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Unpacking Critical Race Theory with a Pinch of Black British History

Our new podcast series aims to make anti-racist theory and pedagogy more accessible with the help of key experts from the UK and beyond.

In our latest episode, Dr Paul Warmington helps us unpack Critical Race Theory (CRT) and uncover some of the hidden histories of Black British intellectuals. Dr Paul Warmington is a Black British Professor at the University of Warwick and his book, Black British Intellectuals and Education: Multiculturalism’s Hidden History, introduces the rich British history of Black thinkers and leading activists while tracing the evolving discourses in education around multiculturalism, anti-racist education and Critical Race Theory.

This blog post includes links to all the Black intellectuals mentioned and a breakdown of Critical Race Theory following Paul's explanation on the show. Of course, please do enjoy the podcast and make sure to share it with any other educators and learners who might benefit from it!

Unpacking Critical Race Theory

  • Racism is endemic and permanent considering that race is a social construct which continues to structure power in society.

One of the founders of CRT, Derrick Bell, was a African-American professor who argued that racism doesn't just "go away" after the implementation of new equality legislation. His book, Faces at the Bottom of the Well: The Permanence of Racism, defends this point from a legal perspective.

  • Racism doesn’t exist in isolation from other forms of power and inequality: intersectionality is crucial.

  • Change tends to come about through interest convergence.

Social change tends to happen when there is increasing pressure and discontent; the alternative of not changing is even worse so it’s better to act for some change. This happens when the interests of racialised elites align with the interests of those who are racialised minorities. A classic example in Britain would be the murder of Stephen Lawrence, with the MacPherson Report and subsequent the Race Relations Act. Similar moments of interest-convergence happen today: the murder of George Floyd, the resurgence of the Black Lives Matter movement and the subsequent response from the Minneapolis police department.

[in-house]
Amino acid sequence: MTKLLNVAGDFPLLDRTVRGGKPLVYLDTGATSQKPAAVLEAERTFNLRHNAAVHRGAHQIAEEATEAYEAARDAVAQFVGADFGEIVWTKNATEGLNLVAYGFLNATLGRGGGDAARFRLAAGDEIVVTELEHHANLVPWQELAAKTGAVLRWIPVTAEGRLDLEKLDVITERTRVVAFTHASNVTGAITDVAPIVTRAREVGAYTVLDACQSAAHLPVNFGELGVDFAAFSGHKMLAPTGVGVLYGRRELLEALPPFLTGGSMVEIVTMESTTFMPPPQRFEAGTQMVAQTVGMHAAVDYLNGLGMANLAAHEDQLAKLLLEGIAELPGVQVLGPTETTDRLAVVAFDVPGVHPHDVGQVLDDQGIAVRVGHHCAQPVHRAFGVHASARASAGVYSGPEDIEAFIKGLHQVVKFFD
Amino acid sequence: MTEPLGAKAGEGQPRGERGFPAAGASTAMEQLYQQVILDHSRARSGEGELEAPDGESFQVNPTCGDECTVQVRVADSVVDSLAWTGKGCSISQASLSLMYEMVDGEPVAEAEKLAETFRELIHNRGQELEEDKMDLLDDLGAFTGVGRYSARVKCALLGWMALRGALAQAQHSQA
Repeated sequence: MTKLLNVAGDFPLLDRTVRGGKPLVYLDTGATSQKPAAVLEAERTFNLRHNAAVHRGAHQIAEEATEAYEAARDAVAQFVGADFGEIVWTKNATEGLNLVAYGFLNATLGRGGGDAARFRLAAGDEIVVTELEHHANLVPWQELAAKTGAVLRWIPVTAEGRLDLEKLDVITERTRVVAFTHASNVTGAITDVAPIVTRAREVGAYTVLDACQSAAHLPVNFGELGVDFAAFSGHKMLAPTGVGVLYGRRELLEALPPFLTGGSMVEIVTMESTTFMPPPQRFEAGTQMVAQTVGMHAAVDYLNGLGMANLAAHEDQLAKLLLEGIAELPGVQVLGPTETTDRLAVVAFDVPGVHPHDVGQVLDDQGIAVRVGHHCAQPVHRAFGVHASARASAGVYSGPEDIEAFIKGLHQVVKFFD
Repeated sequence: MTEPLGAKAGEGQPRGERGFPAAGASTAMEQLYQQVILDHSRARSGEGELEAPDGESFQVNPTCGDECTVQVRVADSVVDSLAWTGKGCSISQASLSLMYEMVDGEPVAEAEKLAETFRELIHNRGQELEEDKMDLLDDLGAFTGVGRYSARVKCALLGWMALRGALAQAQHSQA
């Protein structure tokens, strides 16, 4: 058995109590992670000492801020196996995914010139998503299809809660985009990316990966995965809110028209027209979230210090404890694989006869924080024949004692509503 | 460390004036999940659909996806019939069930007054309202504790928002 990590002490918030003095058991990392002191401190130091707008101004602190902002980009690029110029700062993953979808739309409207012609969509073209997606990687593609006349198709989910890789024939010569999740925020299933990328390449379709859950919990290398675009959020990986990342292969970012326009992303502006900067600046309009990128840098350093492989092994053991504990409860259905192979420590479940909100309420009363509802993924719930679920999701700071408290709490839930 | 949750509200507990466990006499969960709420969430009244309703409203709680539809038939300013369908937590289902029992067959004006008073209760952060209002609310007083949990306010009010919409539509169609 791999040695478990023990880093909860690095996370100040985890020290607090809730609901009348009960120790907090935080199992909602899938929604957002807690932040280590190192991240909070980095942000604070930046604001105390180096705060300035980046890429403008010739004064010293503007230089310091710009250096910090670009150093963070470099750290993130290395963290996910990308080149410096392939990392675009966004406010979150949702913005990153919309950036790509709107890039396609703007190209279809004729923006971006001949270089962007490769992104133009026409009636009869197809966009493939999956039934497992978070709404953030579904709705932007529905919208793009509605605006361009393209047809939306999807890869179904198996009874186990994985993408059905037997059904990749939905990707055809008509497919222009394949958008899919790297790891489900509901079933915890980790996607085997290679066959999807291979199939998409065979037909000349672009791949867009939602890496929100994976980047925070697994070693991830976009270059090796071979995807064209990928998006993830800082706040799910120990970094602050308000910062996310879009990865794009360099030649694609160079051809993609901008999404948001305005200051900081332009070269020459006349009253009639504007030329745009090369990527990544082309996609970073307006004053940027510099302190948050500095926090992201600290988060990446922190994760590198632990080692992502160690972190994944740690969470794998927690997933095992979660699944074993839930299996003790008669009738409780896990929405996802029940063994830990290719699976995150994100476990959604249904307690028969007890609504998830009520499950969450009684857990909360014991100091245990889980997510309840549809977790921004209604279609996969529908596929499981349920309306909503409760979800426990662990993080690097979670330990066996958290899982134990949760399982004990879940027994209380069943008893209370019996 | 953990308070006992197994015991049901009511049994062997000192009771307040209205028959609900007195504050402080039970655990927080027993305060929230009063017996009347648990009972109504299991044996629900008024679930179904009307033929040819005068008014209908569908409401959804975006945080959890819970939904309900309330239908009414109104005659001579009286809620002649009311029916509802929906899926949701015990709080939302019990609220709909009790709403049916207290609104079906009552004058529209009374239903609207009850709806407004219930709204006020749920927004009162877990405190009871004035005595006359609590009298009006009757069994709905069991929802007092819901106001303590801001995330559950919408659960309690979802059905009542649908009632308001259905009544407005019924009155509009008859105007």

When interests diverge, race issues such as the story of Jimmy Mubenga and Sheku Bayoh don't pick up and cause change. However, more recently, interests seem to be converging for Sheku Bayoh's case in Scotland (don't stop showing solidarity - you can help over here).

  • When interests converge, there tends to be contradiction closing cases

Contradiction closing cases are small changes, such as putting up a statue, or even passing new legislation, that are often portrayed as “closing” the issue of race. This happens when racialised elites post Black Lives Matter public statements but do little to commit to genuine positive social change.

  • Colour-blindness and post-racial societies

Liberal societies tend to regard themselves as non-racist by not “seeing” race. This often means not “seeing” racism and this actually allows racism to persist.

  • Change is always driven from the bottom-up.

Elites never reform willingly.

  • CRT has spread across many parts of the world and across identities

Paul listed a number of branches of CRT, including: DisCrit, QueerCrit, LatCrit and TribalCrit for indigenous groups in the US and Australia. He also gave examples of scholars who applied the work of white thinkers to justify CRT, with Tara Yosso using CRT to critique Pierre Bourdieu's conception of cultural wealth, and Richard Delgado who unveiled the whiteness of academia even amongst white scholars on race (see The Imperial Scholar).

Archiving, Celebrating and Using the Work of Black British Intellectuals

In the episode, we also spent some time uncovering some Black British History. Paul listed several Black British Marxists such as:

While noting the brain drain of Black intellectuals from Britain the US, Paul introduced us to his three favourite Black British intellectuals:

John La Rose also created the first International Black Book Fair and he wrote the New Cross Massacre.

Stuart Hall coined the term "Thatcherism" and he wrote about his experiences as a Jamaican coming to Britain. In the episode, Paul also mentioned the work of Ron Ramdin who dedicates a whole chapter about Black Scottish thinkers and activists:

We also challenged common assumptions of what it means to be an"intellectual," as Paul noted that, today, many politically Black writers, journalists and artists should make it on that list, from Reni Eddo Lodge, Afua Hirsch, Akala, Bernadine Evaristo, to Jackie Kay, Rowena Arshad and Nasar Meer in Scotland. You can find our own list of anti-racist texts, archiving British writers and anti-racist knowledge. We were so grateful for Paul's time and expertise - we hope you enjoy listening to his episode (that you can find here) and browsing through these extended show notes!


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